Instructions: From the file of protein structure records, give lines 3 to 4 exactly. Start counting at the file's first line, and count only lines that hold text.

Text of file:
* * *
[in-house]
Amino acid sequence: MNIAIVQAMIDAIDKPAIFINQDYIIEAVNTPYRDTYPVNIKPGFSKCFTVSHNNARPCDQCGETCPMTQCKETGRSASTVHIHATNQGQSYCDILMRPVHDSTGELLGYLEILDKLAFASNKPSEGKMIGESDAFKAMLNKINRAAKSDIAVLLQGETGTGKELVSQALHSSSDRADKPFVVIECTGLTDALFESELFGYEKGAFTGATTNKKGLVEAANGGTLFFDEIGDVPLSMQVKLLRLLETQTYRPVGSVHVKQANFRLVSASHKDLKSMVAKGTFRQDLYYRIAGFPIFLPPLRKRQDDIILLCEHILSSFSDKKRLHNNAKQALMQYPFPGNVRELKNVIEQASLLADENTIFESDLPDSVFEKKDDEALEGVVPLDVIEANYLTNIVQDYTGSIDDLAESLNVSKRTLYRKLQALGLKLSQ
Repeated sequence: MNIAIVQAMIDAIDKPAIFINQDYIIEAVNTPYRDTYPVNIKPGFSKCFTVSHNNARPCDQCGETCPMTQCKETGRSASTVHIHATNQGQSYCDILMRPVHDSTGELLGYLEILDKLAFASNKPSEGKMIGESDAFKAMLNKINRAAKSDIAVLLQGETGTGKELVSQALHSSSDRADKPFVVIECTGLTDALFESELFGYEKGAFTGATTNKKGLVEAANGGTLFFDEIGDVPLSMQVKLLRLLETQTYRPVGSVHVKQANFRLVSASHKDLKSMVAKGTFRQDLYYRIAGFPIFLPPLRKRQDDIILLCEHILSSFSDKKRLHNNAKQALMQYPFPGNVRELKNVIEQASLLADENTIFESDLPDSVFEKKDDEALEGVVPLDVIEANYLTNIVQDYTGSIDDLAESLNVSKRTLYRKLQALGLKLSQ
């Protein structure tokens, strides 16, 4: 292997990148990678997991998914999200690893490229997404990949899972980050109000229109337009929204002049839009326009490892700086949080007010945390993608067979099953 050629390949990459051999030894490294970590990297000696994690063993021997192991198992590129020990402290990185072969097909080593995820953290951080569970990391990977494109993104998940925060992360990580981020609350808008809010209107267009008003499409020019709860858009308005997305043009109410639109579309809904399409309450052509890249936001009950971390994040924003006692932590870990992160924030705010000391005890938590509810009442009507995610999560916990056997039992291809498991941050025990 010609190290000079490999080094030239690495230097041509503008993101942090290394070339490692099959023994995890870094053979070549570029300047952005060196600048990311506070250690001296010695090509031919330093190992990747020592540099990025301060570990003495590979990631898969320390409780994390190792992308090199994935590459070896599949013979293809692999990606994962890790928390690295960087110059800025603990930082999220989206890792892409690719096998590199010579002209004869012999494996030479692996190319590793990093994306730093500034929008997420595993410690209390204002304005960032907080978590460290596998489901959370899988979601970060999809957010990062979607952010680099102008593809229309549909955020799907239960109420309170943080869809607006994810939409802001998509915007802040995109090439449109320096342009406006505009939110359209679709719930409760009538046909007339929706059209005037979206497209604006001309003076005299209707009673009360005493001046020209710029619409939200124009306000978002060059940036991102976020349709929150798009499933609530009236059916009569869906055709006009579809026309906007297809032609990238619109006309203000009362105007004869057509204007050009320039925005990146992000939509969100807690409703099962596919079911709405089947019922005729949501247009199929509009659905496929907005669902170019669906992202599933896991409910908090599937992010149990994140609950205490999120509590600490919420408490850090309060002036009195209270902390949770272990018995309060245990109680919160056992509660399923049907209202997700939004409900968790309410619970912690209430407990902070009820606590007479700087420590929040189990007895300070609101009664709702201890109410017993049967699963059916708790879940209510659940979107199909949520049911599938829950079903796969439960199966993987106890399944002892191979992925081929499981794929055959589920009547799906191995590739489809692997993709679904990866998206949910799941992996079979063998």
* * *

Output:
Repeated sequence: MNIAIVQAMIDAIDKPAIFINQDYIIEAVNTPYRDTYPVNIKPGFSKCFTVSHNNARPCDQCGETCPMTQCKETGRSASTVHIHATNQGQSYCDILMRPVHDSTGELLGYLEILDKLAFASNKPSEGKMIGESDAFKAMLNKINRAAKSDIAVLLQGETGTGKELVSQALHSSSDRADKPFVVIECTGLTDALFESELFGYEKGAFTGATTNKKGLVEAANGGTLFFDEIGDVPLSMQVKLLRLLETQTYRPVGSVHVKQANFRLVSASHKDLKSMVAKGTFRQDLYYRIAGFPIFLPPLRKRQDDIILLCEHILSSFSDKKRLHNNAKQALMQYPFPGNVRELKNVIEQASLLADENTIFESDLPDSVFEKKDDEALEGVVPLDVIEANYLTNIVQDYTGSIDDLAESLNVSKRTLYRKLQALGLKLSQ
């Protein structure tokens, strides 16, 4: 292997990148990678997991998914999200690893490229997404990949899972980050109000229109337009929204002049839009326009490892700086949080007010945390993608067979099953 050629390949990459051999030894490294970590990297000696994690063993021997192991198992590129020990402290990185072969097909080593995820953290951080569970990391990977494109993104998940925060992360990580981020609350808008809010209107267009008003499409020019709860858009308005997305043009109410639109579309809904399409309450052509890249936001009950971390994040924003006692932590870990992160924030705010000391005890938590509810009442009507995610999560916990056997039992291809498991941050025990 010609190290000079490999080094030239690495230097041509503008993101942090290394070339490692099959023994995890870094053979070549570029300047952005060196600048990311506070250690001296010695090509031919330093190992990747020592540099990025301060570990003495590979990631898969320390409780994390190792992308090199994935590459070896599949013979293809692999990606994962890790928390690295960087110059800025603990930082999220989206890792892409690719096998590199010579002209004869012999494996030479692996190319590793990093994306730093500034929008997420595993410690209390204002304005960032907080978590460290596998489901959370899988979601970060999809957010990062979607952010680099102008593809229309549909955020799907239960109420309170943080869809607006994810939409802001998509915007802040995109090439449109320096342009406006505009939110359209679709719930409760009538046909007339929706059209005037979206497209604006001309003076005299209707009673009360005493001046020209710029619409939200124009306000978002060059940036991102976020349709929150798009499933609530009236059916009569869906055709006009579809026309906007297809032609990238619109006309203000009362105007004869057509204007050009320039925005990146992000939509969100807690409703099962596919079911709405089947019922005729949501247009199929509009659905496929907005669902170019669906992202599933896991409910908090599937992010149990994140609950205490999120509590600490919420408490850090309060002036009195209270902390949770272990018995309060245990109680919160056992509660399923049907209202997700939004409900968790309410619970912690209430407990902070009820606590007479700087420590929040189990007895300070609101009664709702201890109410017993049967699963059916708790879940209510659940979107199909949520049911599938829950079903796969439960199966993987106890399944002892191979992925081929499981794929055959589920009547799906191995590739489809692997993709679904990866998206949910799941992996079979063998």